TS: First off, I do not believe that the author did not set out to write a character with autism. It may not state it explicitly in the text, but the traits and overall communication of Christopher are so clearly autistic. To take traits and experiences of an underrepresented community for your story, only to claim that it wasn’t explicitly about that community, is extremely disrespectful and appropriative. But ultimately, I can relate to the idea of feeling like you’re the only person around who knows what you’re going through. You feel isolated, you feel unsafe, and you feel alone. You stick to what you’re good at and dream of doing something extraordinary. Where my path differs, is that my autism was a mystery to me most of my life. I did not have the opportunity to learn coping tools in my youth and most people in my immediate circle treated me like I was the problem. Christopher and his community seem to be aware that he’s autistic or at least that he’s neurologically different. Christopher doesn’t have to explain himself and his experiences to everyone in his immediate circle, and he is learning tools that hopefully will help him function (to an extent) in a predominantly neurotypical society. The support and awareness of the community around you makes a huge difference in how you perceive yourself and what you’re capable of. I hope neurodivergent people viewing this show will be able to watch and see that they are not the problem, and that they can be bigger and greater than the ignorance of the community they were born into. I also hope neurotypical people will watch this and come away with a greater understanding of how their actions affect the neurodivergent people in their lives.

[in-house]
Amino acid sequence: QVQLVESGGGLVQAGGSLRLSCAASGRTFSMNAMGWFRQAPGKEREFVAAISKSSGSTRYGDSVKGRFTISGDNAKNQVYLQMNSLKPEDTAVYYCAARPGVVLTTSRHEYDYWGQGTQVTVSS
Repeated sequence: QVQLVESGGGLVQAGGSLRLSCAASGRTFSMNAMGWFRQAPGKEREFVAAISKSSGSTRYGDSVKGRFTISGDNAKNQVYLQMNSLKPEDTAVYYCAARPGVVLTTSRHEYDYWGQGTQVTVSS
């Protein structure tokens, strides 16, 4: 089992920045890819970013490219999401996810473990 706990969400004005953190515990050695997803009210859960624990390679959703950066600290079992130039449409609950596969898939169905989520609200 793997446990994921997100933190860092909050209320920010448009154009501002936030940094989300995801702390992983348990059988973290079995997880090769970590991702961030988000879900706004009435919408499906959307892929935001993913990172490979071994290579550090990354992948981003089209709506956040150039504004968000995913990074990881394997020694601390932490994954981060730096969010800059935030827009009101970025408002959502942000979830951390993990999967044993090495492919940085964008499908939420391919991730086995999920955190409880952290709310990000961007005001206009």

JS: Christopher can definitely feel scattershot in his representation of neurodiversity at times, and that's been both a help and a hindrance. It sparks the urge as a performer to keep him vague for the sake of more people feeling represented, but I always want to balance that with the fact that this is MY Christopher, and the best way to do justice to him is to imbue him with my truth. I have a number of mannerisms and movements that I "program" into my body using my tourettic impulses — I find ways to move that satisfy my urges in my wrists and elbows, then combine them with motions that could be recognizable to some as stimming. So I'm using the circumstances of my specific disorder as a tool to help me better embody something broader — Chistopher and I move our hands for different reasons, but I am not pretending to have the urge to move my body like I do. His being so broad also allows neurodiverse actors in other productions to lean harder into other aspects to represent their own specifics. There is a certain consistency to the character's journey as dictated by the text, but the malleability of Christopher's diagnosis offers wonderful potential.
KB: Lastly, what inspires you?
TS: Telling new stories. Telling stories that inspire people. I love just getting to make people feel seen. Theater is ultimately a mirror to what’s going on in our world. Even if something on stage has no connection to reality at all, the mere presence of it is a reflection of what’s going on in the world. Take Into the Woods for example. You can’t tell me that people who went to see that show in the 80s, where half the cast is dead by the end, didn’t see a reflection of the AIDS epidemic. To have the opportunity to be that mirror for people is powerful.
JS: There are a lot of honest but generic answers I could give — great art, campfires, animals being kind to one another — but recently I've been specifically inspired by this guy named James Allen McCune, whose videos I watch on YouTube. For whatever reason, his journey with mental health has happened at an almost unsettlingly similar pace to my own, with matching peaks and valleys. His willingness to discuss his experiences, explore his own inadequacies, and, when needed, take a step back has directly led to me recognizing my own needs and doing a better job of taking care of myself and the people around me. So shout-out to James Allen McCune.